These arguments were central to the DC Circuit’s evaluation of the prior FCC net neutrality order – the Open Internet Order. But rather than consider the core issue of the case, the four hours of oral arguments this past Friday were instead a relitigation of long-ago addressed ephemeral distinctions, padded out with irrelevance and esoterica, and argued with a passion available only to those who believe in faerie tales and monsters under their bed. Perhaps some revelled in hearing counsel for both sides clumsily fumble through strained explanations of the difference between standalone telecommunications services and information services that are by definition integrated with them, or awkward discussions about how ISPs may implement hypothetical prioritization technologies that have not even been developed. These well worn arguments successfully demonstrated, once again, how many angels can dance upon the head of a single pin – only never before have so many angels been so irrelevant.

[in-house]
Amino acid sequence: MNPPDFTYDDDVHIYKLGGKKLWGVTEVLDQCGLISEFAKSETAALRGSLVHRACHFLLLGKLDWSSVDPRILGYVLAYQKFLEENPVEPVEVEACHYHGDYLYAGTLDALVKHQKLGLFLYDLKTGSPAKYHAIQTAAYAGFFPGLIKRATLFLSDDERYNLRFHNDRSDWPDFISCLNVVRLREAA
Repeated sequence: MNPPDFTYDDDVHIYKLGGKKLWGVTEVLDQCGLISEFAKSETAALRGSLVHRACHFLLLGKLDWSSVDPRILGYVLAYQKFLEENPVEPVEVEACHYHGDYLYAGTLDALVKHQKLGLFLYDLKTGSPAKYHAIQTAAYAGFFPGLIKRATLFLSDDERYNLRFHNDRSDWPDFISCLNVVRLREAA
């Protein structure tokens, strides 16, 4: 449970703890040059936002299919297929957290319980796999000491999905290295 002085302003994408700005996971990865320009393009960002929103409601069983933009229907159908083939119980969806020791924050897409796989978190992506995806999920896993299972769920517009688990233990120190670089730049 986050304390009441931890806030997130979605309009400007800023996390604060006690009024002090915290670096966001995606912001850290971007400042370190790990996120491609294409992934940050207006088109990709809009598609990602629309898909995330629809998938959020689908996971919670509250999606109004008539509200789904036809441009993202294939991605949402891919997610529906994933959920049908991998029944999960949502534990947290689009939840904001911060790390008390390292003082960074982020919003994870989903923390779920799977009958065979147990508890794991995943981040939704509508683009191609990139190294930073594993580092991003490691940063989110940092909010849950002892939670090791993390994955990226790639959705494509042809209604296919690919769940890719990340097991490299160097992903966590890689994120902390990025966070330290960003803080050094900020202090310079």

This time around, petitioners challenging the order were able to scare up some intervenors to make novel arguments on their behalf. Most notably, they were able to scare up a group of public safety officials to argue that the FCC had failed to consider arguments that the RIFO would jeopardize public safety services that rely on communications networks. I keep using the word “scare” because these arguments are based upon incoherent fears peddled by net neutrality advocates in order to find unsophisticated parties to sign on to their policy adventures. The public safety fears are about as legitimate as concerns that the Easter Bunny might one day win the Preakness – and merited as much response from the FCC as a petition from the Racehorse Association of America demanding the FCC regulate rabbits.